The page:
They had to help out their country in different ways then 1. Evans, R., Fielding, J. Canada. (Canada: Nelson Thomas Learning, 2000), 82 fighting. Many of the women helped by knitting warm clothing and making bandages for the distribution by the military. They also contributed by organizing numerous committees and became unofficial military recruiters, pressed by posters appealing to wives and the patriotic mothers of the war. Many of the women took on jobs that had been considered men’s work before the war started. They started working in factories and took up all kinds of laboring jobs. The role of Canadian women in the war also gave them additional ammunition in their own campaign for their right to vote. Until 1917, the Canadian law stated that “No women, idiot, lunatic, or criminal shall vote.”2. Women winning the right to vote changed the way that people felt about women. Before the war, their job was to stay at home to cook, clean, look after their men and children. The men had always worked and supported their family. Without World One starting, women today may still be living the same way because they would have not had the chance to show everyone that they were capable of doing men’s jobs and have to the right to vote.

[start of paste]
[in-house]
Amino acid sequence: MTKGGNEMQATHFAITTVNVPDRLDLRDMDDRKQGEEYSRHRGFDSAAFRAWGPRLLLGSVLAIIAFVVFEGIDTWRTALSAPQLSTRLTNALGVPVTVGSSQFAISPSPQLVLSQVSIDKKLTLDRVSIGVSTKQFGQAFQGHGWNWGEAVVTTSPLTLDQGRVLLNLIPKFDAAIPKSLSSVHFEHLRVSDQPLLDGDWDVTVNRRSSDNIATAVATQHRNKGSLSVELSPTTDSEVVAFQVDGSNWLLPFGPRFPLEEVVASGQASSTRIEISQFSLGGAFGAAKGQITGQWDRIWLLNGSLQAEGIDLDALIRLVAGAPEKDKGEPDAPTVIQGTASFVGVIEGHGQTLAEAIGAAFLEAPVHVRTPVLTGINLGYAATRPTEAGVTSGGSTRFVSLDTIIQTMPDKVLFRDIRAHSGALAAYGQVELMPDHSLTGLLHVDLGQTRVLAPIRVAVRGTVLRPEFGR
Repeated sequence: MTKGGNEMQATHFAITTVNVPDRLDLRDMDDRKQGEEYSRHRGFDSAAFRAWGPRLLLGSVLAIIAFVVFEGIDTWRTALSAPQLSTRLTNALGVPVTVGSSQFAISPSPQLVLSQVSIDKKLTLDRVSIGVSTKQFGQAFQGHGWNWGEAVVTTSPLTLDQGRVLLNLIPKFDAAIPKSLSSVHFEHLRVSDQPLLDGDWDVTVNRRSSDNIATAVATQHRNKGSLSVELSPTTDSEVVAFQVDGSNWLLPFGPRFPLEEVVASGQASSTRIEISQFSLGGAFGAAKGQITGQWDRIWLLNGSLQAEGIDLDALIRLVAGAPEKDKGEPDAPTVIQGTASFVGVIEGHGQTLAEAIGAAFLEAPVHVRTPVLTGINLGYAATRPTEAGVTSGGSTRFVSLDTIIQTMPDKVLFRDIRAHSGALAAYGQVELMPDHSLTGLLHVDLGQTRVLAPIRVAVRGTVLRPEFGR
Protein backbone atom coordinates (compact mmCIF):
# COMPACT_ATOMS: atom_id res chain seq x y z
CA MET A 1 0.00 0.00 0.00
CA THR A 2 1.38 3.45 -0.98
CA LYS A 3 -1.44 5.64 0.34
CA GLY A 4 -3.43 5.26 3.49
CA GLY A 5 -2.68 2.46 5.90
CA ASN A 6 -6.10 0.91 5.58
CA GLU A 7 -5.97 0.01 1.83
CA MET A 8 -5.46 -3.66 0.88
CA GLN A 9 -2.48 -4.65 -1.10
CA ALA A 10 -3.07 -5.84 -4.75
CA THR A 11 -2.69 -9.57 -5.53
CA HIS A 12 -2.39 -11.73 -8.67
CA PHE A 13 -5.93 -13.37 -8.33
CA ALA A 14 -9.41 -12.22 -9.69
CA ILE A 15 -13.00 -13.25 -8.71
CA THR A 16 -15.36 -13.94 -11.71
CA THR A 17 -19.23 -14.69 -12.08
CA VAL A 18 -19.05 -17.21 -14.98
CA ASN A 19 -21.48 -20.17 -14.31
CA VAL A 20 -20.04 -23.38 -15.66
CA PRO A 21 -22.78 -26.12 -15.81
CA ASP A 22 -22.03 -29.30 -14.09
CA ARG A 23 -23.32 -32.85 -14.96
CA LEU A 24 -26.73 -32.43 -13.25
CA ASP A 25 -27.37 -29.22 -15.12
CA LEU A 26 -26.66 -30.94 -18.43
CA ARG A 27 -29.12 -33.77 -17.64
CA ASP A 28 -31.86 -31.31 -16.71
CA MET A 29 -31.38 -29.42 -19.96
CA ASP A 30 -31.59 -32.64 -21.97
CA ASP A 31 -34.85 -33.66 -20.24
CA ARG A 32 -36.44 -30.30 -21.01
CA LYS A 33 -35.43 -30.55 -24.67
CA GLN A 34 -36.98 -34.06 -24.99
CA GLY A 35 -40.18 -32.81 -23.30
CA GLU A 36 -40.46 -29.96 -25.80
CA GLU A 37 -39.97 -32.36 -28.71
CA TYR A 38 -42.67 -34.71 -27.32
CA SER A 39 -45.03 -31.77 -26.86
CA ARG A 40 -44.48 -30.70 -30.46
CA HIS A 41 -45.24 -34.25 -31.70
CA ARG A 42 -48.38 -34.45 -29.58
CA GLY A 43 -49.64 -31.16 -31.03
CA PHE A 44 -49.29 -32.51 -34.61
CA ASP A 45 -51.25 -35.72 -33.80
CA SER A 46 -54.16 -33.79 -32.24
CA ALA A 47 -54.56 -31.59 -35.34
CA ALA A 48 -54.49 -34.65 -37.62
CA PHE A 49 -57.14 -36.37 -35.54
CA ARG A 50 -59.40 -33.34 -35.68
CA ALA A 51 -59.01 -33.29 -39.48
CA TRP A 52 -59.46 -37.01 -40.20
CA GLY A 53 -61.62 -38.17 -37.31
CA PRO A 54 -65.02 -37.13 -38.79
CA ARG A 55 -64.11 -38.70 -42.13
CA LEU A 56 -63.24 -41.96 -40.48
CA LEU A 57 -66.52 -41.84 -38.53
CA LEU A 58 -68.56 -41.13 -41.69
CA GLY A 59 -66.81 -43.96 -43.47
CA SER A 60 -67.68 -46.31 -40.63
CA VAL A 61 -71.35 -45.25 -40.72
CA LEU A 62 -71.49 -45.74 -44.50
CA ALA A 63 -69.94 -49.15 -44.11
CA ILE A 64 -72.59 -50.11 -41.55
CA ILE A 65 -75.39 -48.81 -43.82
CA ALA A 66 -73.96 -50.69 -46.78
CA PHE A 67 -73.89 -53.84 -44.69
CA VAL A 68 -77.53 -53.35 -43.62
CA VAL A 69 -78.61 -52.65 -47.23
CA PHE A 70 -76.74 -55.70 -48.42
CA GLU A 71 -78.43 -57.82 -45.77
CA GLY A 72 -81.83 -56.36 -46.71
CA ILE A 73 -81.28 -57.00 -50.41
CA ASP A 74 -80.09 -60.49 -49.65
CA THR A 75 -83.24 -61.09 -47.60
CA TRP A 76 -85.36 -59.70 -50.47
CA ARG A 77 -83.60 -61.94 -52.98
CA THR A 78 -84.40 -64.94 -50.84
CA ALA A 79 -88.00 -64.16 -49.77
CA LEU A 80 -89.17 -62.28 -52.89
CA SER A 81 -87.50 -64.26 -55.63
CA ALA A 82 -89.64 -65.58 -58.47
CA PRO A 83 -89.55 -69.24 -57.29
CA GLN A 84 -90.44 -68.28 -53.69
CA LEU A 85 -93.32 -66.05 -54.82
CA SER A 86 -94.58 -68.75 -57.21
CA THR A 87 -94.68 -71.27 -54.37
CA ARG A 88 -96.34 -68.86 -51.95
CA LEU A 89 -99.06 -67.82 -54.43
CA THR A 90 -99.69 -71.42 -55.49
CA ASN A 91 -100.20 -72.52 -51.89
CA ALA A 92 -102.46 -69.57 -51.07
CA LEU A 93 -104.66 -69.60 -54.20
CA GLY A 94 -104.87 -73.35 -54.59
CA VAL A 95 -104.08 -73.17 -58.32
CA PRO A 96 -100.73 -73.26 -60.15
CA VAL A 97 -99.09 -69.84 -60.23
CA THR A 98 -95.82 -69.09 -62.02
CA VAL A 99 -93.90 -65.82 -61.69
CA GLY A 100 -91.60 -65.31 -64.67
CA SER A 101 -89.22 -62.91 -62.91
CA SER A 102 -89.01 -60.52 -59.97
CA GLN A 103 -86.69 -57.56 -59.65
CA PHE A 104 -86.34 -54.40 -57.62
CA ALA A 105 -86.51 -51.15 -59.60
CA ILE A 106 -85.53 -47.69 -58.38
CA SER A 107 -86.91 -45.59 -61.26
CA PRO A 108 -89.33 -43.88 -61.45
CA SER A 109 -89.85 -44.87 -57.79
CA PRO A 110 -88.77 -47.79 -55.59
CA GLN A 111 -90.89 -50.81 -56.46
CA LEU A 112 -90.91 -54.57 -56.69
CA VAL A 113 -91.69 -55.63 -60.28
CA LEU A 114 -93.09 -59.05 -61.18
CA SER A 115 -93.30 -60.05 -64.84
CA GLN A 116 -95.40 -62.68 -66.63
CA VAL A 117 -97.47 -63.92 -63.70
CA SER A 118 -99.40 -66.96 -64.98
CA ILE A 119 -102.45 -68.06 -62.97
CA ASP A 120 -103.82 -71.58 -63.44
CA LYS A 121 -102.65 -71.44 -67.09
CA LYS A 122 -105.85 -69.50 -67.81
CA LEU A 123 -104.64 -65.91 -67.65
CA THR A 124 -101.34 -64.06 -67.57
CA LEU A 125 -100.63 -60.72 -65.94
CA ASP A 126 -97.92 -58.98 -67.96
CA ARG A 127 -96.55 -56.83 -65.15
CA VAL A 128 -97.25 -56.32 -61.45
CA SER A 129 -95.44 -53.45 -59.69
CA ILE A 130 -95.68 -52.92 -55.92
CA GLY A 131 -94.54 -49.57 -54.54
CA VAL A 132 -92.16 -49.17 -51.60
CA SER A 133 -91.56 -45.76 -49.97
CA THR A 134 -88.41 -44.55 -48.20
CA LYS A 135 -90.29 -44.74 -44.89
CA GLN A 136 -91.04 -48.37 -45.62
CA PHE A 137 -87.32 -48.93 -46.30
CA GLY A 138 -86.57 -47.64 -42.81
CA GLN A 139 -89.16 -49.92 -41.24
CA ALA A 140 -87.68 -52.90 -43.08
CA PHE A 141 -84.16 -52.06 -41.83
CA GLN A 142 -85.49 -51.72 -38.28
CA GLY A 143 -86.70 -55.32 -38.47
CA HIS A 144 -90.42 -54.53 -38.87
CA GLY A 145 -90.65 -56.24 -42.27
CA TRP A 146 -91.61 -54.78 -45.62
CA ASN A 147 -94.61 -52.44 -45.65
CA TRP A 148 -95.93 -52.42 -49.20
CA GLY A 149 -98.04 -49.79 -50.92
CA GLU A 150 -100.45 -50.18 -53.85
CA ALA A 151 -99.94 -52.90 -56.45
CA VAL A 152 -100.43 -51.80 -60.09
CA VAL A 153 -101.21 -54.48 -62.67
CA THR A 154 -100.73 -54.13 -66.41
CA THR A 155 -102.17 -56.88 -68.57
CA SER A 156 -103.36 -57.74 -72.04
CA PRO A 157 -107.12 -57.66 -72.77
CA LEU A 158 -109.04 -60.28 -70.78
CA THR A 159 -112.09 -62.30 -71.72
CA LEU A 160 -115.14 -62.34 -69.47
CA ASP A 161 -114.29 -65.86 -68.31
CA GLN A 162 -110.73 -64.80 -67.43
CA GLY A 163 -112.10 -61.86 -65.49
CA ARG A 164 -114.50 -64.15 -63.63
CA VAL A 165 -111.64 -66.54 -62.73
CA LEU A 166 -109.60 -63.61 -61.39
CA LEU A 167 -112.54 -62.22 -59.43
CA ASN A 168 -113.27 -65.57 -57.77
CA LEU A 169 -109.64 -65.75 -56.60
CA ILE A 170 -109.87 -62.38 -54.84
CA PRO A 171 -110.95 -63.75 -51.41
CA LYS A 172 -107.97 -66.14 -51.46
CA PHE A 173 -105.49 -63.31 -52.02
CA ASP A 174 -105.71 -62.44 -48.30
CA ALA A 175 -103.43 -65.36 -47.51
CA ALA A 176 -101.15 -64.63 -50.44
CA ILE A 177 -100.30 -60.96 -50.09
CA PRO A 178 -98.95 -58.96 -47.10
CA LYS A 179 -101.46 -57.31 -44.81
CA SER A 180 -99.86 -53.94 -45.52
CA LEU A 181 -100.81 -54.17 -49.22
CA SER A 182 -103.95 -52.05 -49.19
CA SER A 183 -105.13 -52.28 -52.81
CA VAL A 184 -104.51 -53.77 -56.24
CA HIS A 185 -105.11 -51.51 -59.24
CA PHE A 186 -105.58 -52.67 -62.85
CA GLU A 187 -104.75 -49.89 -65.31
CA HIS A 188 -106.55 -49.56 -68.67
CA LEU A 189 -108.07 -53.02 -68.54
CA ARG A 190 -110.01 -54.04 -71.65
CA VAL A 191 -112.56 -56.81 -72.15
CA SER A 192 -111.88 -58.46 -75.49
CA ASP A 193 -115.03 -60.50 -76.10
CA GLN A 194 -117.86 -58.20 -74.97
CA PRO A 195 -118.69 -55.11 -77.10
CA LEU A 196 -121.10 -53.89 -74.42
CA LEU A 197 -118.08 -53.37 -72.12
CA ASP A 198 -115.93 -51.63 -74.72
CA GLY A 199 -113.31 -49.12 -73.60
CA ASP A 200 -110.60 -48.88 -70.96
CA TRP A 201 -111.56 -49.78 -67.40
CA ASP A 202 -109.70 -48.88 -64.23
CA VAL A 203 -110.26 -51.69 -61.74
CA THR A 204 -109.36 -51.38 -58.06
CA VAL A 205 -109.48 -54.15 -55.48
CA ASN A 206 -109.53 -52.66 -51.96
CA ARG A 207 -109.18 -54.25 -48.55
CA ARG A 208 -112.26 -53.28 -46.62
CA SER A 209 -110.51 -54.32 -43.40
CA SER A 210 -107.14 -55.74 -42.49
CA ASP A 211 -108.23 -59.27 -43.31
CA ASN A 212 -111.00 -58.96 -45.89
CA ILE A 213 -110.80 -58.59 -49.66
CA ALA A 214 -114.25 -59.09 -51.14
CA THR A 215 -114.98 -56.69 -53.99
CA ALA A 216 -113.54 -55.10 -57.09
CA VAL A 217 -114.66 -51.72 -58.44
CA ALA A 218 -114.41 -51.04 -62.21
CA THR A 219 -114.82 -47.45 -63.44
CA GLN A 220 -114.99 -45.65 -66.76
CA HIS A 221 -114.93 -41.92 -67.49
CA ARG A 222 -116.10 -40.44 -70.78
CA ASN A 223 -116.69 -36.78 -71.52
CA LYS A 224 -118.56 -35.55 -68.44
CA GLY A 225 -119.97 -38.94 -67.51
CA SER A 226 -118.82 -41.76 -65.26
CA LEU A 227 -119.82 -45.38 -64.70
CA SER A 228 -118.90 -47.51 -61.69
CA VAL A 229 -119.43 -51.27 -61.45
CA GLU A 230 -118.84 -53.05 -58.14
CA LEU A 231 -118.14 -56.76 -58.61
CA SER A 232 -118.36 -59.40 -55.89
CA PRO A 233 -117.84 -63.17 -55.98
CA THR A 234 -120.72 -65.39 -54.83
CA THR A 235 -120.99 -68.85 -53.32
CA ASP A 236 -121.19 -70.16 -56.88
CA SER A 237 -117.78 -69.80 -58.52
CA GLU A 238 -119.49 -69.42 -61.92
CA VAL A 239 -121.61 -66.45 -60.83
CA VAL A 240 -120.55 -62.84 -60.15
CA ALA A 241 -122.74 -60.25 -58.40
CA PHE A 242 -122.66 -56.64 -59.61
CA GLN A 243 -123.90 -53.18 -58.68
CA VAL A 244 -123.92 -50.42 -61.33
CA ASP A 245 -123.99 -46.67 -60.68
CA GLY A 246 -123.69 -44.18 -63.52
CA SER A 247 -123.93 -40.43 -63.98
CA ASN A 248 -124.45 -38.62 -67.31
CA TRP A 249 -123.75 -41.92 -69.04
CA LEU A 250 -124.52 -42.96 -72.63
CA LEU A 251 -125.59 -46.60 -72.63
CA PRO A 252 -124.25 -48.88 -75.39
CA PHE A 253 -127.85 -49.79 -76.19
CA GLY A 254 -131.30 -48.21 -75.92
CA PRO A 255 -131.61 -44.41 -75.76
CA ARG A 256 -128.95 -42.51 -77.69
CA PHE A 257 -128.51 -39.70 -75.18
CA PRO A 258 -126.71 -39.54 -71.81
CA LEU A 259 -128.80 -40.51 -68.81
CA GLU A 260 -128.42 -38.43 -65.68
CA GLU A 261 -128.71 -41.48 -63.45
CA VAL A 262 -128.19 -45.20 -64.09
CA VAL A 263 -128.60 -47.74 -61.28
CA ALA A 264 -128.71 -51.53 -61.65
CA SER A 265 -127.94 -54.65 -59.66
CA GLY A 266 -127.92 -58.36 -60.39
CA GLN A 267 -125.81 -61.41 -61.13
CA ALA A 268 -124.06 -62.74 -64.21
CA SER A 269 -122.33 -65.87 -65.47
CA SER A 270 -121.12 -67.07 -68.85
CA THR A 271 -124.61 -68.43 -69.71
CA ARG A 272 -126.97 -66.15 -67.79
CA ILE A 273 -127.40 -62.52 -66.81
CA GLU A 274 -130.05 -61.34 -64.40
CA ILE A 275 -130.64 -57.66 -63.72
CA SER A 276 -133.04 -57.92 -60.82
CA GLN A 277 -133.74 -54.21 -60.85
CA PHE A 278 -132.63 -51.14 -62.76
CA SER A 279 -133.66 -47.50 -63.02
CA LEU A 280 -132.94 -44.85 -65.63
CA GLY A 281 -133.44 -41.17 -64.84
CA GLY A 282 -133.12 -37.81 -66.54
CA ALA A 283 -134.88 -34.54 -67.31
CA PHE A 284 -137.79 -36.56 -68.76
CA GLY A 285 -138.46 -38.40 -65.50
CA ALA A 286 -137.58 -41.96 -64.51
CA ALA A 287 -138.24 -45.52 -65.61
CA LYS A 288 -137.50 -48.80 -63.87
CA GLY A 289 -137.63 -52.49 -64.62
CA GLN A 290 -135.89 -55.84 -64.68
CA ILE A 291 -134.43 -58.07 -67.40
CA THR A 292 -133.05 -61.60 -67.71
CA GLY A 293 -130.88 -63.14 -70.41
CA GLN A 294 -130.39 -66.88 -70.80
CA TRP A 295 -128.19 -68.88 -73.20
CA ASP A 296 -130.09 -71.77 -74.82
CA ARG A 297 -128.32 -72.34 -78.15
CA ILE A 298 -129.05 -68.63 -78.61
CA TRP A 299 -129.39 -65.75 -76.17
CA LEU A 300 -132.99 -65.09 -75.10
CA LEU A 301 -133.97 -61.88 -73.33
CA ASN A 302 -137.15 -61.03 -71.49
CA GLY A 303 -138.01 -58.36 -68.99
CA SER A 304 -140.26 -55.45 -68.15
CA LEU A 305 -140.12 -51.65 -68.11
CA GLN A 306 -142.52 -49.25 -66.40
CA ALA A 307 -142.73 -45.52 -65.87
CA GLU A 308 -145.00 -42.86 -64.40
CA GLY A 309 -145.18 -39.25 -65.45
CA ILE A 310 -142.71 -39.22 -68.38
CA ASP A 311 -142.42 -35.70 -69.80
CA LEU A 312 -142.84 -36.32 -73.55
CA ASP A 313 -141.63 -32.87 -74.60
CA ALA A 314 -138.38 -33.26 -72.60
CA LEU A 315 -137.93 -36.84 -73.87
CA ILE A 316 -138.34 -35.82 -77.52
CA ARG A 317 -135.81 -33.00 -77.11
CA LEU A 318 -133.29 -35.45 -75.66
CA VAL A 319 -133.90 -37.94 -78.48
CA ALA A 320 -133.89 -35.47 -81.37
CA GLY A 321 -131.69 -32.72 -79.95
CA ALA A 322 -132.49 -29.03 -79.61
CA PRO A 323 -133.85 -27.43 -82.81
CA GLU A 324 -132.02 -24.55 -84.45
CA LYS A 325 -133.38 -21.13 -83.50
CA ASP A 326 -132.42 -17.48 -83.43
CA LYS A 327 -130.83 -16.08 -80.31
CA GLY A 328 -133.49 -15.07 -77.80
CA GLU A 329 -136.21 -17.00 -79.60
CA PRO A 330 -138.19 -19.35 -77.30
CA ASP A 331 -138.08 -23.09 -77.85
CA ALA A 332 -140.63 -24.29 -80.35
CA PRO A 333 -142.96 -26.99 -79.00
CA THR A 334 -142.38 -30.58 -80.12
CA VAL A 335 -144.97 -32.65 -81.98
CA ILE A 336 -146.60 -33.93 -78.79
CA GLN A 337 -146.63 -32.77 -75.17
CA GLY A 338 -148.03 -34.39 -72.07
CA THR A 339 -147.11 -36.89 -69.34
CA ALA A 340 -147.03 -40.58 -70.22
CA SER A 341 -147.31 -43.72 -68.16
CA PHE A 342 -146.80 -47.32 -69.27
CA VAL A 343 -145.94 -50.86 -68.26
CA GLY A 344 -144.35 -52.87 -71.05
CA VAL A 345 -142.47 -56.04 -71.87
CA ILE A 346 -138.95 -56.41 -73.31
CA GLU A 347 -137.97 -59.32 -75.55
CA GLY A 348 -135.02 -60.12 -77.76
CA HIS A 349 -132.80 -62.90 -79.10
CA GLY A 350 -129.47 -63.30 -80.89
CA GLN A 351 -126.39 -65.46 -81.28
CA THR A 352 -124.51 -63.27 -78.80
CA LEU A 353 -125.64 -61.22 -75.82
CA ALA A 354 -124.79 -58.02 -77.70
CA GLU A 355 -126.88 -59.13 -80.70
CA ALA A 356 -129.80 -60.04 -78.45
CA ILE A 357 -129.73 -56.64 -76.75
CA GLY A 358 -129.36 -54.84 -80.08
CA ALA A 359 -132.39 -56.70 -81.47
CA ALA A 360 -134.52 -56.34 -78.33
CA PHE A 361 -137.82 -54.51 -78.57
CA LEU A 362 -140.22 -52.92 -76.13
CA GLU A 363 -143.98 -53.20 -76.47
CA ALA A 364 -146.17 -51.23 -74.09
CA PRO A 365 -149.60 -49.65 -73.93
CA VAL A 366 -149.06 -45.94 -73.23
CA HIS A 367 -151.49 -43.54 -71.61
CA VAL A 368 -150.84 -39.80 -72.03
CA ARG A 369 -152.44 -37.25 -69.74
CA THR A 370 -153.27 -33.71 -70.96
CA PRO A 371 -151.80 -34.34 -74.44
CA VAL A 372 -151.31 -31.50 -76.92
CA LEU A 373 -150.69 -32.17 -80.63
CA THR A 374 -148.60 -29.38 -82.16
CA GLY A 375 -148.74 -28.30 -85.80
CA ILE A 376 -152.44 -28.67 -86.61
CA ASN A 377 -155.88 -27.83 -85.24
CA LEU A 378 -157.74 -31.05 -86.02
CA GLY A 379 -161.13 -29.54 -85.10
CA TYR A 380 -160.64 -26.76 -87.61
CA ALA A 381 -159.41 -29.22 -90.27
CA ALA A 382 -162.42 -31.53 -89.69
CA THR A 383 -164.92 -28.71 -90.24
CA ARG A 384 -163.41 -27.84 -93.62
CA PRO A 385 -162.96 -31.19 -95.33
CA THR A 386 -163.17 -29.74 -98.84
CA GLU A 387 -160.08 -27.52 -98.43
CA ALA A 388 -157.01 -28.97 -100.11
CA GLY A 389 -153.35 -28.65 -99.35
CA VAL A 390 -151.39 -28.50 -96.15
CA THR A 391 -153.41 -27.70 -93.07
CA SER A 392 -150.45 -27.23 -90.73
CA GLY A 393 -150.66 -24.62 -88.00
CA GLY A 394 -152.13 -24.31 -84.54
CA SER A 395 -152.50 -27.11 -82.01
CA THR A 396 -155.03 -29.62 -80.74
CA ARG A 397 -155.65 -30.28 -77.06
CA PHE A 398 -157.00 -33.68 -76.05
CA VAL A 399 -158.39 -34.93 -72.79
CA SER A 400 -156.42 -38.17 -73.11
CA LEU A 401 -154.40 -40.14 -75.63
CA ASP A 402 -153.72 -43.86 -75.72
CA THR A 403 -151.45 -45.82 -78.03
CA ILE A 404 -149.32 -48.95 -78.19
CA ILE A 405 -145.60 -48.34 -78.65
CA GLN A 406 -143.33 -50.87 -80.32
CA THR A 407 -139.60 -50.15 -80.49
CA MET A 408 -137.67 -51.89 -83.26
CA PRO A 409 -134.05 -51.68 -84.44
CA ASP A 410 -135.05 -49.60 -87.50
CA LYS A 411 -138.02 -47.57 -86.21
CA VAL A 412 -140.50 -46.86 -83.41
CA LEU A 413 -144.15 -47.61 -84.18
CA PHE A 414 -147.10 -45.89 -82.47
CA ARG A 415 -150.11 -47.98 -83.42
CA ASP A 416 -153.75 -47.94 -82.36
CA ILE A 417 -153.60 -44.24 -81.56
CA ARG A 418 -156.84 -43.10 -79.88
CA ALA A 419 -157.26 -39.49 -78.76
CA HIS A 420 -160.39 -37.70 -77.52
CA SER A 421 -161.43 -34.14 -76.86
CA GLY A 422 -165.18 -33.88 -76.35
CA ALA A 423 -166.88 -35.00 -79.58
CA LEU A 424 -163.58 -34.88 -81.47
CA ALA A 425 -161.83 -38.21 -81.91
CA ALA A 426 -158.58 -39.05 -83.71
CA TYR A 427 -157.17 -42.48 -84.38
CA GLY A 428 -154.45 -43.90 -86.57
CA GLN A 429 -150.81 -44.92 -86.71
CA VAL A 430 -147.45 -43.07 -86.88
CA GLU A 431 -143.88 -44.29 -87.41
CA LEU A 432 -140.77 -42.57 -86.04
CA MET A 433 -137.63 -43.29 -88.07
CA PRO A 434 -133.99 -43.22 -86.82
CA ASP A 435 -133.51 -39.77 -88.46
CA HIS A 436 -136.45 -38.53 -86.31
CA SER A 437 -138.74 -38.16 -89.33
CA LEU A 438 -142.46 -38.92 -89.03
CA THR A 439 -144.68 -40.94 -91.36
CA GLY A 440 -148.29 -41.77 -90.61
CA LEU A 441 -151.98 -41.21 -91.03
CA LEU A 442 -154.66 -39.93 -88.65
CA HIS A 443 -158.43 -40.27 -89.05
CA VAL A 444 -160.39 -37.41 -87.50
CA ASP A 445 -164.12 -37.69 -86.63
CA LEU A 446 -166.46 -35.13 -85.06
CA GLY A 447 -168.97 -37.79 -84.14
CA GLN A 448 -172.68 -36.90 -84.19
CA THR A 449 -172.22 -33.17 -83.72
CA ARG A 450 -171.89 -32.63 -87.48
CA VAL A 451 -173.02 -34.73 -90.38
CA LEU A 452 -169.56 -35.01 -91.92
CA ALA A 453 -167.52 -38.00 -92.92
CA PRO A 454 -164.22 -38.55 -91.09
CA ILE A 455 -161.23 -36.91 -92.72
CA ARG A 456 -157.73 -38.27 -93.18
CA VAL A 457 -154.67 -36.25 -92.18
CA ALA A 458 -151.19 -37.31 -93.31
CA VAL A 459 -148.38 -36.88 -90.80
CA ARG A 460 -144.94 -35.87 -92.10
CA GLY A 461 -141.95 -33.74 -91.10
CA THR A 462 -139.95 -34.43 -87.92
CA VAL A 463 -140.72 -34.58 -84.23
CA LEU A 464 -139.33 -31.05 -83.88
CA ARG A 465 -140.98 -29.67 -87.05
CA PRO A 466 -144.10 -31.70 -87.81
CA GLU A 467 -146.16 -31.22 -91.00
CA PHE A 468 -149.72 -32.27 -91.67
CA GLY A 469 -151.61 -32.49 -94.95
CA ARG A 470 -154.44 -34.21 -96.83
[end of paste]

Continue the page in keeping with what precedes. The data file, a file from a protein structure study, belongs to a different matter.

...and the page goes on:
D-day was considered as the turning point of World War Two to many people. Operation Overload took place June 6, 1944 in Normandy, France. The invasion was supposed to start June 5th, but got postponed due to weather. The Allies had learned from the disaster at Dieppe, that this time that they had to plan and rehearse the invasion down to the smallest detail. It was a long-awaited invasion that the Canadians knew they could do right and try to forget the tragic loss at Dieppe. They had managed to keep the whole invasion a secret from the Germans. The Normandy beach of northern France was the selected site for the invasion. Although Canadian forces were smaller then the other Allied forces, their contribution to the invasion of Operation Overload was critical. Most of the Canadian contributed by landing on Juno Beach, where the landing went pretty smooth. The invading force was supported by a large amount of artillery firepower given by Allied ships. There had also been a special landing craft equipped to fire rockets on the Germans. The Canadians faced underwater obstacles, land mines, barbed wire, and heavy machine-gun fire from the Germans. Canadians managed to get through all this and move inland.